Olarewaju’s sentiments cut against the stereotypical view that vulnerability is a sign of weakness in conventional African work environments. A new cohort of entrepreneurs is not shying away from having hard conversations with their team members about failed experiments.

2 Case studies that inspire against failure

To see the tips above in action, let’s look at a few case studies for entrepreneurs to emulate:

1. Stears

failure in entrepreneurship stears

Michael Famoroti, co-founder of Stears, was rejected from a well-known startup accelerator, but that only became a turning point. He noted, “After making it to the final interview round, we were rejected… However, we took what we heard from the interview room and used it to course correct in terms of business direction.” Famoroti emphasised the inevitability of facing failure in the startup world, stating, “Being an early-stage startup is less about succeeding at everything but more about failing in the right things, at the right time, and in the right way.”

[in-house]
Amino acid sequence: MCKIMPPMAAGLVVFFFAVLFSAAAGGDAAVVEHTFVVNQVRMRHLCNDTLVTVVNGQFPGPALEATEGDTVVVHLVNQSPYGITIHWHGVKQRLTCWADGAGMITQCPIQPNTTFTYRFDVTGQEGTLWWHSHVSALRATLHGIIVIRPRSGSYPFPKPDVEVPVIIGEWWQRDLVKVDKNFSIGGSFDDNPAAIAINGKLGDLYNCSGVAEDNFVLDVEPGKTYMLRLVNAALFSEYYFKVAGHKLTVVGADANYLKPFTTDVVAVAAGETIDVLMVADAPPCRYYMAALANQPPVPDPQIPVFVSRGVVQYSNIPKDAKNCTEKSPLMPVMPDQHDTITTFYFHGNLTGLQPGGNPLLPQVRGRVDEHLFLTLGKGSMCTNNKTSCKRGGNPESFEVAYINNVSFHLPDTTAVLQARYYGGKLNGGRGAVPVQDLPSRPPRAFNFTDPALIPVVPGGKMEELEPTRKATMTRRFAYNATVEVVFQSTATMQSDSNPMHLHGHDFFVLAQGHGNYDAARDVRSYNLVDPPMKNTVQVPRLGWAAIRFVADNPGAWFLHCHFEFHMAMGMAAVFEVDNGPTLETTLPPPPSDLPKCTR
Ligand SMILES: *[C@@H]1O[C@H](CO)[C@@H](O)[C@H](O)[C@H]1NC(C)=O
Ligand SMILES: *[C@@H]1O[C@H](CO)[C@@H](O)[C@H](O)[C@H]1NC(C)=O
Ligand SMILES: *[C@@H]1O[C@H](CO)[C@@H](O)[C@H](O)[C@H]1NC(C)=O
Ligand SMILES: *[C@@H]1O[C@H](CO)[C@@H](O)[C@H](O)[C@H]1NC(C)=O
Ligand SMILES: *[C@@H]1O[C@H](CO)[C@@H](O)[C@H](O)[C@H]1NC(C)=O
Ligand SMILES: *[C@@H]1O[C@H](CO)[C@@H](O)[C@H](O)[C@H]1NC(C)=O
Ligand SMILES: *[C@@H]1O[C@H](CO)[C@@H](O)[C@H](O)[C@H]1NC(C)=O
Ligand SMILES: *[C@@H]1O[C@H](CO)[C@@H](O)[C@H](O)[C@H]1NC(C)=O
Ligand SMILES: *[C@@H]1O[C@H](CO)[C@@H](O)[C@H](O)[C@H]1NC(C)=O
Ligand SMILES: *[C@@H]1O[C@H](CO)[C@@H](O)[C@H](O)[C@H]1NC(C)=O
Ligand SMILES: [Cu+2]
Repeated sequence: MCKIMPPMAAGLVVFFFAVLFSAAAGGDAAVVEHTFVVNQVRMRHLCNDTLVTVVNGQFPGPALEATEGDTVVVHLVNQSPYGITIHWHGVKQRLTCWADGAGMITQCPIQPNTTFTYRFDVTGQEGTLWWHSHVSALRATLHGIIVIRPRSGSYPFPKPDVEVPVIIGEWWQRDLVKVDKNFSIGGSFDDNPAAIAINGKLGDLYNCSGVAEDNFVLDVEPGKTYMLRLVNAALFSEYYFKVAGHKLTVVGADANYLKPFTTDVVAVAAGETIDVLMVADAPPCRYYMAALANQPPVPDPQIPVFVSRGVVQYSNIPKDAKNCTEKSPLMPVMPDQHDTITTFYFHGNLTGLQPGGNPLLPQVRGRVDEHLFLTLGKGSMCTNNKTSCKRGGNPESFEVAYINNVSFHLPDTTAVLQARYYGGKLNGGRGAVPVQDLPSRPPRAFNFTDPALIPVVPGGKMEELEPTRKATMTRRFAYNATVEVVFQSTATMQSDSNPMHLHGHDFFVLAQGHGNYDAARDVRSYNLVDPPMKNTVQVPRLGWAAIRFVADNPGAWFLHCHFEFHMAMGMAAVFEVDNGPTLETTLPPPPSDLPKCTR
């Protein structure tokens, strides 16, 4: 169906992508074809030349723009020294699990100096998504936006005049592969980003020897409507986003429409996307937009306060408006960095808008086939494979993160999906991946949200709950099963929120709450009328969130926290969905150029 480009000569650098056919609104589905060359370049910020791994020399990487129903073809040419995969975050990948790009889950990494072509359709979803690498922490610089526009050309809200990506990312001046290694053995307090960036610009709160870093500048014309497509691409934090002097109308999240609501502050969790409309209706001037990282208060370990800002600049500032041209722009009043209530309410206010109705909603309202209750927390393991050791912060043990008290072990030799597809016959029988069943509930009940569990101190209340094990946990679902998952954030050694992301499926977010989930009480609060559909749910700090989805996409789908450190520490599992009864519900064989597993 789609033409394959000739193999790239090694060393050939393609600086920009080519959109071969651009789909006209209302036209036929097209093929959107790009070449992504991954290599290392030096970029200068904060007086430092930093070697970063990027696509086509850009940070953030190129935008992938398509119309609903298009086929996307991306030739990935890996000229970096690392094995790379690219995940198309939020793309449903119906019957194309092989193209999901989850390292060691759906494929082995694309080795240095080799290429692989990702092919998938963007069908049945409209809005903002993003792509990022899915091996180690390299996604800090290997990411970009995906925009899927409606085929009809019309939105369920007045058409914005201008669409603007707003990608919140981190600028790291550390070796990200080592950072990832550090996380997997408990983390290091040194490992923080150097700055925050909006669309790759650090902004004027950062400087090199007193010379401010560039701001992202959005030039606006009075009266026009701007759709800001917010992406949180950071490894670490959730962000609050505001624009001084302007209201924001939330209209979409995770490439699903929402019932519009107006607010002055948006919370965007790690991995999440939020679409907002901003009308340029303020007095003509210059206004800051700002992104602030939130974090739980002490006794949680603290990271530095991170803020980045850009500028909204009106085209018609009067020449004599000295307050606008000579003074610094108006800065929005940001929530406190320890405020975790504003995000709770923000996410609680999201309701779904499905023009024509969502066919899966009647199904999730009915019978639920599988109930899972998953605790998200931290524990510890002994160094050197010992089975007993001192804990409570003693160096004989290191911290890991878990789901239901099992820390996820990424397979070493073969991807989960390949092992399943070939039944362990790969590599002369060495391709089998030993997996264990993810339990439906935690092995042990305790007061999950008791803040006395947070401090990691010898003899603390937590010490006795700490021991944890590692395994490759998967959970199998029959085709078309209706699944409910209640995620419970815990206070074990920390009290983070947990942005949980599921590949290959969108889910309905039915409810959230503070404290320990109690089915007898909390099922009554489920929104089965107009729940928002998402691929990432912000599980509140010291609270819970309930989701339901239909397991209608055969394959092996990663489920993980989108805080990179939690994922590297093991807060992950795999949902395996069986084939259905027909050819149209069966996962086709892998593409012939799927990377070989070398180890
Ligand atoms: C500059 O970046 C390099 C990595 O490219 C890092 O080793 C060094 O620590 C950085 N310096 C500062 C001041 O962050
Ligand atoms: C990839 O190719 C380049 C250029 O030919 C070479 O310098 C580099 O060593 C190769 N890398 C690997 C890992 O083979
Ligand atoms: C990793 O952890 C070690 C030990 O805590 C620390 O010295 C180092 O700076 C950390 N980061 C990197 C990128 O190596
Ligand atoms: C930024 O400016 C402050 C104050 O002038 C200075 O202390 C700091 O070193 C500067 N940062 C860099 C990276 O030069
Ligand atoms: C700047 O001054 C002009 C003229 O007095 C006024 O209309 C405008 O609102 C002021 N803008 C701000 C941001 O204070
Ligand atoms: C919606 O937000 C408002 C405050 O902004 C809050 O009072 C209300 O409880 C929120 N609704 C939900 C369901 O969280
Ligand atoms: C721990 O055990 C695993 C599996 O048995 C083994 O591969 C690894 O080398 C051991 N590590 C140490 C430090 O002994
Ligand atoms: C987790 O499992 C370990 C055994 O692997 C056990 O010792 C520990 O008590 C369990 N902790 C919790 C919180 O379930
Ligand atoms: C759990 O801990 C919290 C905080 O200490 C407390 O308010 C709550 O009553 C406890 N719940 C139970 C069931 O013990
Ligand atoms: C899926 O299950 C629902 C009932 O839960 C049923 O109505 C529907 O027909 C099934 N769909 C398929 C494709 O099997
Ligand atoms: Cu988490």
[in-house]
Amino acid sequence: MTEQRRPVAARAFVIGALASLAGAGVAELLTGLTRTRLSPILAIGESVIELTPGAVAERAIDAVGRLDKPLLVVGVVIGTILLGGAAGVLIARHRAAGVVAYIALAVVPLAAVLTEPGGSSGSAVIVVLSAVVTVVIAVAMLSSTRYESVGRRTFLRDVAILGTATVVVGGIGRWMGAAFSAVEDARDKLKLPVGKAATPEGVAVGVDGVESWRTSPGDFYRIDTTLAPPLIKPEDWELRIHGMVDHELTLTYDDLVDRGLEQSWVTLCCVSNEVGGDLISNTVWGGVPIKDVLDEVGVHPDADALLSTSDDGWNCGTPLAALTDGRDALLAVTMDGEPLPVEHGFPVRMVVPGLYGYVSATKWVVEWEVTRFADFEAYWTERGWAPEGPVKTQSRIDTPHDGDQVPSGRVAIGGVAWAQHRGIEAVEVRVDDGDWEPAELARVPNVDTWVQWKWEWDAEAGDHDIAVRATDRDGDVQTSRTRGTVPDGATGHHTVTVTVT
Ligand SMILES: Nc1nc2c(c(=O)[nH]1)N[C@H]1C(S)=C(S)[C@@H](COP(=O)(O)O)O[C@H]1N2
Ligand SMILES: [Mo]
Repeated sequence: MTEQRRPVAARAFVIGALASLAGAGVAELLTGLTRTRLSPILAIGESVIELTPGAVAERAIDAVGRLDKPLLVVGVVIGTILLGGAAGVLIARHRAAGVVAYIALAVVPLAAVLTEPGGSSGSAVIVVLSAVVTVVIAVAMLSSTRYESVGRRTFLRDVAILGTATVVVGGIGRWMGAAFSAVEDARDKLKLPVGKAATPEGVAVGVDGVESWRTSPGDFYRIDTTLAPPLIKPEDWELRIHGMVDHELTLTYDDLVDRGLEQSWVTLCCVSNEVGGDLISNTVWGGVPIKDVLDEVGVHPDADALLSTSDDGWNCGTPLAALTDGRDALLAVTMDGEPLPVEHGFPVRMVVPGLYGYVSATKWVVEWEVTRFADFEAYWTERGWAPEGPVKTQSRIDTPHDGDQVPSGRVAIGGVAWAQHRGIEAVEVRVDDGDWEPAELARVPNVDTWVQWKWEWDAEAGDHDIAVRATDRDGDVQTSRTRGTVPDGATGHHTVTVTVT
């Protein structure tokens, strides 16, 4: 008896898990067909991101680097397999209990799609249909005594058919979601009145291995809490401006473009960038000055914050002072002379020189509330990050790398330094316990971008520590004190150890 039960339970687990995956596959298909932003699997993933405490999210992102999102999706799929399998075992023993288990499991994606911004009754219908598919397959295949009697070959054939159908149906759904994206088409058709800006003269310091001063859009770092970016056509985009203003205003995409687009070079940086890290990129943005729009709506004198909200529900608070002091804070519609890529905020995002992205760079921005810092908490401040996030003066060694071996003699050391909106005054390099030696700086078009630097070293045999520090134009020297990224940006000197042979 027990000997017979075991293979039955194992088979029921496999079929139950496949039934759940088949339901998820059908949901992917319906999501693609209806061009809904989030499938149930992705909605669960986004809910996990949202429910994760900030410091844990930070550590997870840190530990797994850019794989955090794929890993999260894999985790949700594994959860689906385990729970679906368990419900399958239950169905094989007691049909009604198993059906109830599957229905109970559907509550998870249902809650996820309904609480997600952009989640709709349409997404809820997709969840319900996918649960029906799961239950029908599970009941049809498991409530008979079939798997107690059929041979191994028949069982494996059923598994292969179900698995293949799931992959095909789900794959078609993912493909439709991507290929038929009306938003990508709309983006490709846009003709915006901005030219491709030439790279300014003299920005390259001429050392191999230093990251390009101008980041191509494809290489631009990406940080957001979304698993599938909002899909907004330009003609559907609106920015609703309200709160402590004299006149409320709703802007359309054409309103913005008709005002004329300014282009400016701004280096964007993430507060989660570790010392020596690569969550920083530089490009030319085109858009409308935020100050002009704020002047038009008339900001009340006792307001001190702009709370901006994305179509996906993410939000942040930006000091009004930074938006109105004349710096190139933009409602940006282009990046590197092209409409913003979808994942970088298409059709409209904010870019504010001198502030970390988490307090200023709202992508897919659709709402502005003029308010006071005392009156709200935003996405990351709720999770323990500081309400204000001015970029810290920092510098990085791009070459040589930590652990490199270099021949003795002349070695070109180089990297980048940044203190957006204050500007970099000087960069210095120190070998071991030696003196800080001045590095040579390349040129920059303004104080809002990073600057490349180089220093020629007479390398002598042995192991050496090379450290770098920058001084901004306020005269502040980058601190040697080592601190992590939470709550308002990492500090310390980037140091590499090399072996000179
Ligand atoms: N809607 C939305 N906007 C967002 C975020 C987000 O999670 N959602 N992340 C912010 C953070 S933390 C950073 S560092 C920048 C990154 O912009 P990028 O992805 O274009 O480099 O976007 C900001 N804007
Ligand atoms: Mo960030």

2. Deel

Initially focused on simplifying global hiring and expansion, Deel faced logistical barriers threatening its progress. Navigating the intricacies of local laws, complex tax systems, and international payroll management proved formidable. Yet, within these challenges lay the seeds of innovation.

Deel saw them as opportunities to evolve. It pivoted its business model to position itself as an all-in-one solution for global hiring, HR, and payroll. 

What resources are available for entrepreneurs dealing with failure? 

The best news is that you never have to do it alone. Here’s a list of resources to help you navigate failure in entrepreneurship:

Online platforms